Waking On A Pretty Daze is out now on Matador.

Other albums of note out this week:

• The Knife’s vast and forbidding comeback Shaking The Habitual.
• James Blake’s artfully funky Overgrown.
• M83′s soundtrack album for the sci-fi movie Oblivion.
• Justin Vernon’s blues-rock side project the Shouting Matches’ amped-up Grownass Man.
• White Fence’s sputtering lo-fi psych-rocker Cyclops Reap.
• Young Man’s trilogy-completing indie-pop opus Beyond Was All Around Me.
• Former Beta Band singer Steve Mason’s solo move Monkey Minds In The Devil’s Time.
• Orchestral Manoeuvres In The Dark’s classical synthpop throwback English Electric.
• Team Spirit’s cranked-up, partied-out self-titled garage rock debut.
• SZA’s arty R&B excursion S.
• Neon Indian’s remix EP Eratta Annex.

Comments (67)
  1. haven’t read this yet, but i’m already so happy that this is album of the week

  2. Real happy that this beat out such stiff competition this week. This is the closest thing to a perfect album that I’ve heard this year (though it does have its share of dullish moments). Goldtones is simply the best thing he’s ever done, and that’s certainly saying something. Looking forward to many, many, many hours with this album. Thanks KV.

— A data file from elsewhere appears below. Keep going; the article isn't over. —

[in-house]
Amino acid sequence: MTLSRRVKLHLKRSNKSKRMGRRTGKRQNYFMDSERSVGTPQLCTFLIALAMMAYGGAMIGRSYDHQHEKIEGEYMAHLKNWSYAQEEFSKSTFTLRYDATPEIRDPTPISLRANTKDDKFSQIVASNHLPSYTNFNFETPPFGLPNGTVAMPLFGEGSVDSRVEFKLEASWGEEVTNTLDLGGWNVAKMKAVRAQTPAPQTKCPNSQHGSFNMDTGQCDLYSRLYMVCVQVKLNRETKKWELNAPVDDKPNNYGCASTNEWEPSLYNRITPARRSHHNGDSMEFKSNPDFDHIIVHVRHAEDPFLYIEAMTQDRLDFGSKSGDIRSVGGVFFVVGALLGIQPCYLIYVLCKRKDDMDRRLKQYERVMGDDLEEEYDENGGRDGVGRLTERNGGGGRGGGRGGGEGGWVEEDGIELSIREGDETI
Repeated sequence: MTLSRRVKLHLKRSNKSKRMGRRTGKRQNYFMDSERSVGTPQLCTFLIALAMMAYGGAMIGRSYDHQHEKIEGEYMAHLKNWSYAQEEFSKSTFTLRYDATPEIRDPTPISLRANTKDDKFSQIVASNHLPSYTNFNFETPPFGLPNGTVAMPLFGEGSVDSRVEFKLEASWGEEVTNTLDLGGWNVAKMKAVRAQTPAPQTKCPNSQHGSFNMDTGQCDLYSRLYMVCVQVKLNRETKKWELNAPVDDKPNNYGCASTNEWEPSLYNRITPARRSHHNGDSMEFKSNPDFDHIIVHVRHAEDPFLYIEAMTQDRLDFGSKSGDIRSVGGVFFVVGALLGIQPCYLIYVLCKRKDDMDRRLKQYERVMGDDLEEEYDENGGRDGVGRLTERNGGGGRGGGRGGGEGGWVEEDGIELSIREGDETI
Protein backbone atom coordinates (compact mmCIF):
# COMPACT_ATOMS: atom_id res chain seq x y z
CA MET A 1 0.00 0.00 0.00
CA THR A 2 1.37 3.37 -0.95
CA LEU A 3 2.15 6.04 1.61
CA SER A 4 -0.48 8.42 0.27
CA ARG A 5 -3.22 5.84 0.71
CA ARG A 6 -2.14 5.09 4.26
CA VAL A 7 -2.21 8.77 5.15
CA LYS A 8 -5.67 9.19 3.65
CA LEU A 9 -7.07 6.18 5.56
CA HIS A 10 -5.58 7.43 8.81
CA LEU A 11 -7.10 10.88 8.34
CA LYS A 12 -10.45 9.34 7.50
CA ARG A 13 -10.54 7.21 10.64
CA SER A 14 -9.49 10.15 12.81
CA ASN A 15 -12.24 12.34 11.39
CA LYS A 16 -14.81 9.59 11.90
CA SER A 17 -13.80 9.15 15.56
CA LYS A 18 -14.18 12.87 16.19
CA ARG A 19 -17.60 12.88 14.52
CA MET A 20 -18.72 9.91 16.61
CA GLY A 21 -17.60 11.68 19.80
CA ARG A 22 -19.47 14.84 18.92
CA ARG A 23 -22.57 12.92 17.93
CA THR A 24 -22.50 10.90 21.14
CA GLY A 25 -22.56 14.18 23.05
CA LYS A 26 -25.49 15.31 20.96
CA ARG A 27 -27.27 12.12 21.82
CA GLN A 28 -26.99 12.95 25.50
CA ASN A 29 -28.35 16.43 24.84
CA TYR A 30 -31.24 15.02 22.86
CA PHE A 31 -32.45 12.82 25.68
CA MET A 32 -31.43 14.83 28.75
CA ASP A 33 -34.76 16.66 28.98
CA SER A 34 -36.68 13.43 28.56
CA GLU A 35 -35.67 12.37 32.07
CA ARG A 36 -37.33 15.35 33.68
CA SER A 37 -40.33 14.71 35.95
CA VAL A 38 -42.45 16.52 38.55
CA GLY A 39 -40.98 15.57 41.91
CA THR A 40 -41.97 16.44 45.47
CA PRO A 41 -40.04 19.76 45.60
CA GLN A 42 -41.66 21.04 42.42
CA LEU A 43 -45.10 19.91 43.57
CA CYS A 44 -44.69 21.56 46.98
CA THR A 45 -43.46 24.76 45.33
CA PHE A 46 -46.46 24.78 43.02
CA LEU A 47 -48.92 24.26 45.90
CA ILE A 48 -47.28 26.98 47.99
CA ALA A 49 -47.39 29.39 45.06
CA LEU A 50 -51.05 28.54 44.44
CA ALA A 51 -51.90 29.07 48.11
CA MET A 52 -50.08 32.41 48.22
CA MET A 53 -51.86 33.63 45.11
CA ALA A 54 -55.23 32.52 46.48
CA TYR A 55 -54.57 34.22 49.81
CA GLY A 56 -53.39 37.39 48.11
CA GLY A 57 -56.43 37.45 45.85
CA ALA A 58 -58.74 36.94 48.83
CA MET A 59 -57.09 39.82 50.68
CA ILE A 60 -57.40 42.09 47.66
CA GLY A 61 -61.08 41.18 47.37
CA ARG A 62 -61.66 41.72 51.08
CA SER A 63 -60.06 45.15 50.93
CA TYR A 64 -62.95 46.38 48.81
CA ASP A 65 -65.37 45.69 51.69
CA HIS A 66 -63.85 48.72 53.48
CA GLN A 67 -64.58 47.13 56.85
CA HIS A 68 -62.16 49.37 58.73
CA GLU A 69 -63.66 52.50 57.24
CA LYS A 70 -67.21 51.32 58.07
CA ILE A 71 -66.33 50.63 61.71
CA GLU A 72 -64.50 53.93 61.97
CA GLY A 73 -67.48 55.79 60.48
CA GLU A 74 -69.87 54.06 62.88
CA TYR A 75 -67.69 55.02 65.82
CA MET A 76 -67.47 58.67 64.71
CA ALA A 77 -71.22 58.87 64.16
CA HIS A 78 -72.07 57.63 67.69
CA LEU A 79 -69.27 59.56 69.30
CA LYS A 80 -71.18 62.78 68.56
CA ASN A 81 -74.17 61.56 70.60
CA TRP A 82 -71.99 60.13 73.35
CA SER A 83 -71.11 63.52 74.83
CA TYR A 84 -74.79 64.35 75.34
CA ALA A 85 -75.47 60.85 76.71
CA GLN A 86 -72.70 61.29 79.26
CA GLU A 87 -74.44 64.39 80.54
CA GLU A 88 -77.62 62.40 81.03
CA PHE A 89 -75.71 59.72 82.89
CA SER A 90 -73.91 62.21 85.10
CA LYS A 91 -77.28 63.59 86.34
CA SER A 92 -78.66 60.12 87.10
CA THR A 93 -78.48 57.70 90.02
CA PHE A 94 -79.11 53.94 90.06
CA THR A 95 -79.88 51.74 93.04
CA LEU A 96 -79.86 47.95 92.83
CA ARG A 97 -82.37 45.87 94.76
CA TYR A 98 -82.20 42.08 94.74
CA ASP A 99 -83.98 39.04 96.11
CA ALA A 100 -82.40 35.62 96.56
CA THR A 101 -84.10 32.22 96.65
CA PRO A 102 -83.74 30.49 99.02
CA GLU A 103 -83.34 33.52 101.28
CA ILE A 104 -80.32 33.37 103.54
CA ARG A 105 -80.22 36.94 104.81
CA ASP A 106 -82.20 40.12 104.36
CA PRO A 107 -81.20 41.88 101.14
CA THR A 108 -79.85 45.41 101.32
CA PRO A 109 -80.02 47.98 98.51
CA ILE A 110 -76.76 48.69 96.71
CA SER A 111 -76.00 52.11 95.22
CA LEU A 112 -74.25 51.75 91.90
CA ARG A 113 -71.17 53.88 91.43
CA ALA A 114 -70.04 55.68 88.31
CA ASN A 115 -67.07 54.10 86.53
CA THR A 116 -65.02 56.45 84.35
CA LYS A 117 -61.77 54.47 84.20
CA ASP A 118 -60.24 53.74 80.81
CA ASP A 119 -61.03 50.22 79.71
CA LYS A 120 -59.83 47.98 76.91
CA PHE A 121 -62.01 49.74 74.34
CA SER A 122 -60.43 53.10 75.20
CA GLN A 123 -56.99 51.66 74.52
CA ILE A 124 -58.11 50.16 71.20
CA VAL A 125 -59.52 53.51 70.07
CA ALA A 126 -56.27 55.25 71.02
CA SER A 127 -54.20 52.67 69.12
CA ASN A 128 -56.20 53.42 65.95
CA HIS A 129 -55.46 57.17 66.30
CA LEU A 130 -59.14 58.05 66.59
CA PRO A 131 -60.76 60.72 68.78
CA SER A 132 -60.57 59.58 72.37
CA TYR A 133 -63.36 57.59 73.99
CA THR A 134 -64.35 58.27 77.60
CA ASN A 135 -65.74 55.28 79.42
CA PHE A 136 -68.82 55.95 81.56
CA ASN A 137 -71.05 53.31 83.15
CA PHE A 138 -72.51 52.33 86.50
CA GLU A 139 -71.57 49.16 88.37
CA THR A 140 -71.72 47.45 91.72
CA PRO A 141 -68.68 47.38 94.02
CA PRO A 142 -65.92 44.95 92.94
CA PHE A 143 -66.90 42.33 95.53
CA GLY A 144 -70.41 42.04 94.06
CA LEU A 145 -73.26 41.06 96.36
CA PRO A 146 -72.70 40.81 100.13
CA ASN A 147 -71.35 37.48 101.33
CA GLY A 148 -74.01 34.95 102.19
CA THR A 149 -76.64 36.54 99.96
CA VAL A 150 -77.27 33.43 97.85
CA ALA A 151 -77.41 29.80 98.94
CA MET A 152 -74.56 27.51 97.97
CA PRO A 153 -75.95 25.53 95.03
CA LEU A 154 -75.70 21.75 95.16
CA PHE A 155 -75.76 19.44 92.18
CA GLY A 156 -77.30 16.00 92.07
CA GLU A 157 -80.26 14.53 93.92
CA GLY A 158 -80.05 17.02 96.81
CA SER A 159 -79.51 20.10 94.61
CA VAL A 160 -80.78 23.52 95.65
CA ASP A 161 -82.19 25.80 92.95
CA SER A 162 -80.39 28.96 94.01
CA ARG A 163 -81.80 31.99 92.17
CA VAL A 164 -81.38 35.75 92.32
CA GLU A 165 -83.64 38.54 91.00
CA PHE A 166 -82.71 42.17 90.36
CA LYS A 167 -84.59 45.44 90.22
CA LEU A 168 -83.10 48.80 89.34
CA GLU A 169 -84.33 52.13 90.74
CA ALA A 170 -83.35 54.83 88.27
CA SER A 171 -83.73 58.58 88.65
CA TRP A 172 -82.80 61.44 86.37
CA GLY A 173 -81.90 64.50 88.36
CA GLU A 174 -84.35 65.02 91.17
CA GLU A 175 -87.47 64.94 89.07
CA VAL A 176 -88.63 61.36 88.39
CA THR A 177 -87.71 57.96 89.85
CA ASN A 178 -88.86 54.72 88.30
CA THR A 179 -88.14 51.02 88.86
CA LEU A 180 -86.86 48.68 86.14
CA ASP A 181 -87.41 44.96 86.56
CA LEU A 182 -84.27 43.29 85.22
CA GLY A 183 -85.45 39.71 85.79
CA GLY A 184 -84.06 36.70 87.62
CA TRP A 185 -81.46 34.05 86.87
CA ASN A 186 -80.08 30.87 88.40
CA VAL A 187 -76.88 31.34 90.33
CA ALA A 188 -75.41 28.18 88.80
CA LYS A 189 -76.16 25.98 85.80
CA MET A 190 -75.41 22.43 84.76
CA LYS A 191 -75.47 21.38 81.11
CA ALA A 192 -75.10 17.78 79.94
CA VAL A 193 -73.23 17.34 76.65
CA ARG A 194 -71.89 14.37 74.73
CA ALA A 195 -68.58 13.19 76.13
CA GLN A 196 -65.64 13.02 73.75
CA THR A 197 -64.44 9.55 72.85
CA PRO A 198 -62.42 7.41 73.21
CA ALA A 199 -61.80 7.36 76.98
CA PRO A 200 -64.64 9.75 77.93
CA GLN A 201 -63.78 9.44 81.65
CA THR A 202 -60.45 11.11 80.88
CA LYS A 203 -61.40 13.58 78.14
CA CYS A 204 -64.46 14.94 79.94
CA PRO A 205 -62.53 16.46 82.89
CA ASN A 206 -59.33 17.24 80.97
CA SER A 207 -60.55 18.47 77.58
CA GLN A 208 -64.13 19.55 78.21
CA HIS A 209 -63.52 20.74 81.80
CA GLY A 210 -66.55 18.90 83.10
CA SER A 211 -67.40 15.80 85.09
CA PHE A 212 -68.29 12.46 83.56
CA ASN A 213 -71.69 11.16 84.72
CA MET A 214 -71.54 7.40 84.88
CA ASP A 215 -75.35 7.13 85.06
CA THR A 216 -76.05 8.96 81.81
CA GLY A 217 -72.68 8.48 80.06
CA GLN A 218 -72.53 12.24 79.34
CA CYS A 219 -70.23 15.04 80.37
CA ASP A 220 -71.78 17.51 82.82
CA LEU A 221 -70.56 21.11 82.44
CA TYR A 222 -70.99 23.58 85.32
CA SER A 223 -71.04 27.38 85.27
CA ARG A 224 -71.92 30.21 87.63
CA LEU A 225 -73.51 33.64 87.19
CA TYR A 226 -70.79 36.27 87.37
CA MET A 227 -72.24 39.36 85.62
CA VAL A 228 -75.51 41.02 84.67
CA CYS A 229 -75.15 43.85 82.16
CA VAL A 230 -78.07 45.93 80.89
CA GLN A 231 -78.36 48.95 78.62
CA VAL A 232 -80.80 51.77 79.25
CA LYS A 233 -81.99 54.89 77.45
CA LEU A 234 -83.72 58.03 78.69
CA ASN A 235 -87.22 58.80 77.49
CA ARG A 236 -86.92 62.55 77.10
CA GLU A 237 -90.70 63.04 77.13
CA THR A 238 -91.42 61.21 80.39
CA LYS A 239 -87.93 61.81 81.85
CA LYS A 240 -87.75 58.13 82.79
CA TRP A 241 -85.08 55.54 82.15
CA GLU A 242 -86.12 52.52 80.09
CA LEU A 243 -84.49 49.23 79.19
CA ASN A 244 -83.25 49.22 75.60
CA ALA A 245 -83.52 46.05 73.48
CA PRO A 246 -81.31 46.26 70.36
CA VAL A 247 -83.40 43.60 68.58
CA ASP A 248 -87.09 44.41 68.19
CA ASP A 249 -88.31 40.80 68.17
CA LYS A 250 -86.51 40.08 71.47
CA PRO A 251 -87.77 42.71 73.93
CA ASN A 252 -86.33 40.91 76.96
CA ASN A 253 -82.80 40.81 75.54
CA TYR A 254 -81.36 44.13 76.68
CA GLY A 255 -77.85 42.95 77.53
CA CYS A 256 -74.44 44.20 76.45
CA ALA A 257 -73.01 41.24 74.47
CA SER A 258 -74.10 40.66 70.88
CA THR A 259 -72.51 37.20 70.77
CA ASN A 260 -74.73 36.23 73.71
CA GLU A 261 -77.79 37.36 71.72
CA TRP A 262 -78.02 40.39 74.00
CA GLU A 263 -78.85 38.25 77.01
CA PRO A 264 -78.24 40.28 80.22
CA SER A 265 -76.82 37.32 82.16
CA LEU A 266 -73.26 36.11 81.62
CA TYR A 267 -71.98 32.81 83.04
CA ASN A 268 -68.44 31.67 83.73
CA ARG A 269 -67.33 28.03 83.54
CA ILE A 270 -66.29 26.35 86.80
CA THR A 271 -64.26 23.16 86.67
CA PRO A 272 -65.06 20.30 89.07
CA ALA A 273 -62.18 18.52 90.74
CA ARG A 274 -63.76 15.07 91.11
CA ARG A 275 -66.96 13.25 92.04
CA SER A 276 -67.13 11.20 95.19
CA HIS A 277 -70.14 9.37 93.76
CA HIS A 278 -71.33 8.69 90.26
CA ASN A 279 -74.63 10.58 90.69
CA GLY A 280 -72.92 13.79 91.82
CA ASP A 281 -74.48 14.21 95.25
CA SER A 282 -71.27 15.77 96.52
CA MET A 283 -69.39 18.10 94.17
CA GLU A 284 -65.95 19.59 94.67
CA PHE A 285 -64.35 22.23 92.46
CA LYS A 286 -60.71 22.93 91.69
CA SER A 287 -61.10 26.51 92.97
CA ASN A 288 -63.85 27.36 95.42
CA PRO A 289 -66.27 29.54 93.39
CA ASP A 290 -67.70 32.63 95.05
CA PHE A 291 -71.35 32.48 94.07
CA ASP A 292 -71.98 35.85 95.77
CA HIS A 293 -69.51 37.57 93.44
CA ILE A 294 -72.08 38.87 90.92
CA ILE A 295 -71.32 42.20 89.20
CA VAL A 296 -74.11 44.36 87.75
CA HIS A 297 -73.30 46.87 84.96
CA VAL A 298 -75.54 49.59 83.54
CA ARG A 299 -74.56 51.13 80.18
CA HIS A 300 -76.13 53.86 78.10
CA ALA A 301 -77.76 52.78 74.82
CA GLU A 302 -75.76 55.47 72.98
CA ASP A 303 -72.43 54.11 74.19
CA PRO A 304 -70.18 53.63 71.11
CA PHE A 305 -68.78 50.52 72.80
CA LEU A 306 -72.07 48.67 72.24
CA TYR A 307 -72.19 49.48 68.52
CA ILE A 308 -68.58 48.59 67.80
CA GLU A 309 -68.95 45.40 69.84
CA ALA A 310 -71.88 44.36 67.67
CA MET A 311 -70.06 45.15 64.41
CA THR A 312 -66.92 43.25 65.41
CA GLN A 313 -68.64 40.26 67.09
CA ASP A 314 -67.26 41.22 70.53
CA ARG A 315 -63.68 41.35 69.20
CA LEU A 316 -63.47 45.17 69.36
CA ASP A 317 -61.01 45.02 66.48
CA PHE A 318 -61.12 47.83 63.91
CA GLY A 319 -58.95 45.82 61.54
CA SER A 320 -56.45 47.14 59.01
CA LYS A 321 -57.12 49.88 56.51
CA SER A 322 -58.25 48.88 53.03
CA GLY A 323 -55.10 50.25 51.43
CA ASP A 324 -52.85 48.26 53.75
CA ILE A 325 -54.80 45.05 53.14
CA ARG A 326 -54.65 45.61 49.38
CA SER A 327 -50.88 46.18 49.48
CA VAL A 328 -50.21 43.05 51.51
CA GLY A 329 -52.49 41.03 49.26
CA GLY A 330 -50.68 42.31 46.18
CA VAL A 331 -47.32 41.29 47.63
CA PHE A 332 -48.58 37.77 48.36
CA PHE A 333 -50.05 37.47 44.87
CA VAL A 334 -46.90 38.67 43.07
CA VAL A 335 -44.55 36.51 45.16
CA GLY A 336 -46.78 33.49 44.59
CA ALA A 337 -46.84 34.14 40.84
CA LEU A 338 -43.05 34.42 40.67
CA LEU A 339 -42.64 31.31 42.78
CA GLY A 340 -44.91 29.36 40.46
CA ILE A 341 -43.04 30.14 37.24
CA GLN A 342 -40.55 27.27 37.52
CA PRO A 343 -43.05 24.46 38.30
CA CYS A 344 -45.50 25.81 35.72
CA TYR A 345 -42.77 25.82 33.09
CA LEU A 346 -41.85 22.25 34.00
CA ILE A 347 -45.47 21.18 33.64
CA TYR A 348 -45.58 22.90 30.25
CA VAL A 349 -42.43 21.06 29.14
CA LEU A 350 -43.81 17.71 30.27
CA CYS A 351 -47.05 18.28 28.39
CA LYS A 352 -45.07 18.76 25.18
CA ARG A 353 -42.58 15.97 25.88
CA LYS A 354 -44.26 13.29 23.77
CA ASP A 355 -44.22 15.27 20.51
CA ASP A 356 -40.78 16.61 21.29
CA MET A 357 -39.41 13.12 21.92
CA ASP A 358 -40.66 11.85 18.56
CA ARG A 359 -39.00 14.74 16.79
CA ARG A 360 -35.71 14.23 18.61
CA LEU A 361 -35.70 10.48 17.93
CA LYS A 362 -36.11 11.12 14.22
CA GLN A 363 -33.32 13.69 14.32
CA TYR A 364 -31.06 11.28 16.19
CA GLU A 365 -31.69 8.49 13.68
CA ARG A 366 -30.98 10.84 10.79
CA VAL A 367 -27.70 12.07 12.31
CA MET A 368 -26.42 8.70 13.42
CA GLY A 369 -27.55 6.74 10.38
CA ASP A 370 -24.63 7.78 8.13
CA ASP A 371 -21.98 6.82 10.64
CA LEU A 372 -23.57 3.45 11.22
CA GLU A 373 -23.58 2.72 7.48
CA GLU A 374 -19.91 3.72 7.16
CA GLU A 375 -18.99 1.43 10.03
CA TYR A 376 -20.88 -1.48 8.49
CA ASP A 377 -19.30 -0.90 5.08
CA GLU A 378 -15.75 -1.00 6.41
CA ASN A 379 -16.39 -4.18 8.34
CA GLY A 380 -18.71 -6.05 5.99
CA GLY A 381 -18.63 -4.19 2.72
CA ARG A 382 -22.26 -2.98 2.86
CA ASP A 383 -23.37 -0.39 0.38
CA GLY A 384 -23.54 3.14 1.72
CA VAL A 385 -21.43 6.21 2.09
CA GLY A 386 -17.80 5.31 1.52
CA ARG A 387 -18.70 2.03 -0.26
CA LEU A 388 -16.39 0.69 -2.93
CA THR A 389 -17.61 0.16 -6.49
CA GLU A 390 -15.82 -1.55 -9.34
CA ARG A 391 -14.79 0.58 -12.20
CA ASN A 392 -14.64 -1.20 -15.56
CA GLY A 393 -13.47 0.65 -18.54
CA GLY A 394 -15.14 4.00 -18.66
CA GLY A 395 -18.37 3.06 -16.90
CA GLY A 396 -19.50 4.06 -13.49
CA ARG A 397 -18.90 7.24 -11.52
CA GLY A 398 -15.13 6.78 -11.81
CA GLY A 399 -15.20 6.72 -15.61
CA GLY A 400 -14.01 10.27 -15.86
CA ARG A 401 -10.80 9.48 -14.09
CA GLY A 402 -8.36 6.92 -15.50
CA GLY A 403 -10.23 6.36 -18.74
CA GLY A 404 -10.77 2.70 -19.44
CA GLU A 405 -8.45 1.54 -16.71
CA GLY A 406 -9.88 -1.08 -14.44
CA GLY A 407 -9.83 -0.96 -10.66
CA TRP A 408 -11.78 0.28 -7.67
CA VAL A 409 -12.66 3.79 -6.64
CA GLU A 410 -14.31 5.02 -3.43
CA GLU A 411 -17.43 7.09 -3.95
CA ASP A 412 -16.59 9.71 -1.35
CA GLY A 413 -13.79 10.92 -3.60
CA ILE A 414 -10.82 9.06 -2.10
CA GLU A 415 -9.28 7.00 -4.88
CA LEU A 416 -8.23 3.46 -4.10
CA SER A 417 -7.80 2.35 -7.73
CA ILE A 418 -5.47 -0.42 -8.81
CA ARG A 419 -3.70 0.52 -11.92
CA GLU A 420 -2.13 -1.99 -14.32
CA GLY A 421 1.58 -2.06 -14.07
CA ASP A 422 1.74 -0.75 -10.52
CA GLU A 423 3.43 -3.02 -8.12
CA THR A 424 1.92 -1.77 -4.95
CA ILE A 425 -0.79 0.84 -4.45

3. a great music week. what about that new british songwriter kid? forget his name, but heard some of his stuff and it’s pretty nice.

  4. I can’t stop listening to this album. It’s front to back addictive. I don’t use the word great often – this is a GREAT album.

  5. Just realised what a good week it has been. Love Shaking the Habitual(my AOTW), Kurt Vile killed it again, really enjoying Grownass Man and I haven’t even sank my teeth into Overgrown yet. Great stuff.

    • Grownass man is pretty tight. It’s nice to Vernon get loose (And his pre-emma Springsteen vocals are back! Not that I don’t love the falsetto, it’s just ice to hear his full voice again).

  6. Obsessed with this album and obsessed with KV. Its so refreshing to see/listen to a musician that consistently gets better with age. Hopefully this isn’t his stylistic peak… I doubt it.

    CAN’T WAIT to see him at coachella this weekend. Hopefully he will have the huge crowd he deserves.

  7. This review pretty much summed up how I feel when this thing plays. Great write up Tom.